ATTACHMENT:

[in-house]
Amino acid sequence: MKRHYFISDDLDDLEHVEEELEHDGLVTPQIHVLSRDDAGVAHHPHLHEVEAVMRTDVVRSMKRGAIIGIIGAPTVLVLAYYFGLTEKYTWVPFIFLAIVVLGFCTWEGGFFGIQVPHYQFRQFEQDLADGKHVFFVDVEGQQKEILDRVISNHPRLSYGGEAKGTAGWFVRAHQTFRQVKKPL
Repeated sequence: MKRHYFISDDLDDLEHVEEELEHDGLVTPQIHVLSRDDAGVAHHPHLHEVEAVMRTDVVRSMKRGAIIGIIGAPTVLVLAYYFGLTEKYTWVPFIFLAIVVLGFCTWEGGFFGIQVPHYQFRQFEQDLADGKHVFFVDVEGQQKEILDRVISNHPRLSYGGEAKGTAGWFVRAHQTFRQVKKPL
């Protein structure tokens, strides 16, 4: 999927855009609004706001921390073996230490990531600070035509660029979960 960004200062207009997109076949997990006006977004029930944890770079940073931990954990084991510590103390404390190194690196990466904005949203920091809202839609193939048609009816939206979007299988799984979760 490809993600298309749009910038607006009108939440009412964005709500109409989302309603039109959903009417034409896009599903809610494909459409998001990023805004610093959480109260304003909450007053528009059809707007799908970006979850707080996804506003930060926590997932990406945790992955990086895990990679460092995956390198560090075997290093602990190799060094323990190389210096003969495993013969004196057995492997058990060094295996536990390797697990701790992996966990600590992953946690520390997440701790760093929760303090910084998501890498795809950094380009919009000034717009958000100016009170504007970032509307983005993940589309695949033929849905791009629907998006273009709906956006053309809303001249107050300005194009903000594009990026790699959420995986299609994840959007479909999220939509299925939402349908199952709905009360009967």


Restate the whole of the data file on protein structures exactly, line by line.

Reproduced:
[in-house]
Amino acid sequence: MKRHYFISDDLDDLEHVEEELEHDGLVTPQIHVLSRDDAGVAHHPHLHEVEAVMRTDVVRSMKRGAIIGIIGAPTVLVLAYYFGLTEKYTWVPFIFLAIVVLGFCTWEGGFFGIQVPHYQFRQFEQDLADGKHVFFVDVEGQQKEILDRVISNHPRLSYGGEAKGTAGWFVRAHQTFRQVKKPL
Repeated sequence: MKRHYFISDDLDDLEHVEEELEHDGLVTPQIHVLSRDDAGVAHHPHLHEVEAVMRTDVVRSMKRGAIIGIIGAPTVLVLAYYFGLTEKYTWVPFIFLAIVVLGFCTWEGGFFGIQVPHYQFRQFEQDLADGKHVFFVDVEGQQKEILDRVISNHPRLSYGGEAKGTAGWFVRAHQTFRQVKKPL
């Protein structure tokens, strides 16, 4: 999927855009609004706001921390073996230490990531600070035509660029979960 960004200062207009997109076949997990006006977004029930944890770079940073931990954990084991510590103390404390190194690196990466904005949203920091809202839609193939048609009816939206979007299988799984979760 490809993600298309749009910038607006009108939440009412964005709500109409989302309603039109959903009417034409896009599903809610494909459409998001990023805004610093959480109260304003909450007053528009059809707007799908970006979850707080996804506003930060926590997932990406945790992955990086895990990679460092995956390198560090075997290093602990190799060094323990190389210096003969495993013969004196057995492997058990060094295996536990390797697990701790992996966990600590992953946690520390997440701790760093929760303090910084998501890498795809950094380009919009000034717009958000100016009170504007970032509307983005993940589309695949033929849905791009629907998006273009709906956006053309809303001249107050300005194009903000594009990026790699959420995986299609994840959007479909999220939509299925939402349908199952709905009360009967």